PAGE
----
Are you gambling with your retirement future?
If you rely too much on the tools and tricks of the financial planning trade, you’re gambling with your future.
In my practice, I use sophisticated stochastic modeling tools to map out your retirement possibilities under any number of variables. These are also known as Monte Carlo simulations.
Already sounds like gambling, doesn’t it?
(Hint: it can be.)
Providing a road map
These simulations look at as many variables as we can possibly anticipate to find you the freedom you want in retirement.
Of course, an ideal retirement is a stretch for most of my clients—even the wealthy ones. So these simulations are really about helping you see the various open roads stretching in front of you and choosing which one to start driving down for retirement.
But even in the age of smartphones that tell you the fastest route to get from point A to point B, detours and road construction doesn’t always show up on your fancy digital roadmap.
In my opinion, it doesn’t matter how well GPS can pinpoint your current location if it doesn’t know anything about the major factors that could cost you time, headaches and money.
That’s where the simulations and modeling comes in handy. If your ideal retirement future requires a budget of $10,000 per year for travel and you want to pass on $1 million in assets to your kids, modeling can show you various roads to take you there, in theory.
Basically, to create a map for you.
Maybe you will do some consulting work to fund the travel while upping the ante on your investments to reach your asset goals. Or perhaps you’ll cut the general lifestyle budget and start saving more now to make sure you can still reach those two ideals you dream of for retirement.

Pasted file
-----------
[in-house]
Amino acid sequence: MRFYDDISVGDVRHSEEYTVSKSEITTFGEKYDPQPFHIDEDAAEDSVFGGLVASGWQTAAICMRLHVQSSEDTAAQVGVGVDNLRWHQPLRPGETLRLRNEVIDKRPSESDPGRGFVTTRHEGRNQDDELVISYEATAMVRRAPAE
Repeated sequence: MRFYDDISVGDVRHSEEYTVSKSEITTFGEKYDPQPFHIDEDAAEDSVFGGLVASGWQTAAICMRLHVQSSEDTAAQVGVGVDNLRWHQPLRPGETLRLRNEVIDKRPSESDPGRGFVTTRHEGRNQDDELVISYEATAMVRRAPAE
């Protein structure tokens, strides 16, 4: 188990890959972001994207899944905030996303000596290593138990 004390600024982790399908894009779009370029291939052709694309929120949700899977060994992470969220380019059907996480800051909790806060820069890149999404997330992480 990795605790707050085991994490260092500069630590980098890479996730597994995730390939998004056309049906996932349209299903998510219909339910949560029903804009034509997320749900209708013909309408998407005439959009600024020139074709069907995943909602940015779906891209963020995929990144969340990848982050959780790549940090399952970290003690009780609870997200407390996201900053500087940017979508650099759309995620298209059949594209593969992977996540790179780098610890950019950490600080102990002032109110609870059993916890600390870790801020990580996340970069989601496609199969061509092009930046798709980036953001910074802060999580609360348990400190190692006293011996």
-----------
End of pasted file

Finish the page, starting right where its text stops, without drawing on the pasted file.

Either road has the potential to take you to your ideal retirement. But whatever route you choose, know that a simulation is just that—a simulation.
And simulations will differ from reality.
Updating the map
Last week, I talked about how robots could steal your retirement because of technology advances. The week before I introduced to you my Agile Retirement Management system that takes into account the general volatility of markets—and life.
So let’s be honest, even with sophisticated modeling provided by computerized tools that predict as much of your future as possible, financial planners can’t see the future.
What I do see clearly are the present and the past. And that informs the “map,” but doesn’t tell you about the road construction on the way.
That’s why, no matter how much data you throw at a Monte Carlo simulation, and no matter how good that data is, you’re still gambling on an outcome if you chase it down full throttle.
Who’s to say the bridge won’t be out on the retirement road you chose? Your life is static in a simulation, but fluid in reality.
If I had all the data points of your life in the future, I could paint your retirement by numbers. But I don’t.
The best thing I can possibly do is run simulations that show how various gambles could play out, how unseen variables could impact you and generally guess at your best retirement future based on what I do know.
Then, when your retirement road takes a detour, I’m there to usher you back in the right direction.
I plan for the volatility of life constantly. Yeah, it’s freaky not knowing the future. I have my own fears about retirement, too.
But knowing that you are working with an adaptive, agile financial manager will help give you peace of mind.
The key is to have the little conversations that keep you on the right road—and to make sure you’re never blindsided by a railroad crossing you didn’t see coming.
When you’re gambling with your future
You gamble with your future most when you don’t use the tools available to you—or to your financial planner.
But here’s the gamble I see more often: relying too much on the roadmaps provided by those same tools.
Your retirement map needs to be fluid. Remember that and preparing for retirement won’t be so much of a gamble.
Question of the week:
What unexpected financial detours have come your way in life? Will those stop, slow or accelerate during retirement?
Answer in the comments below.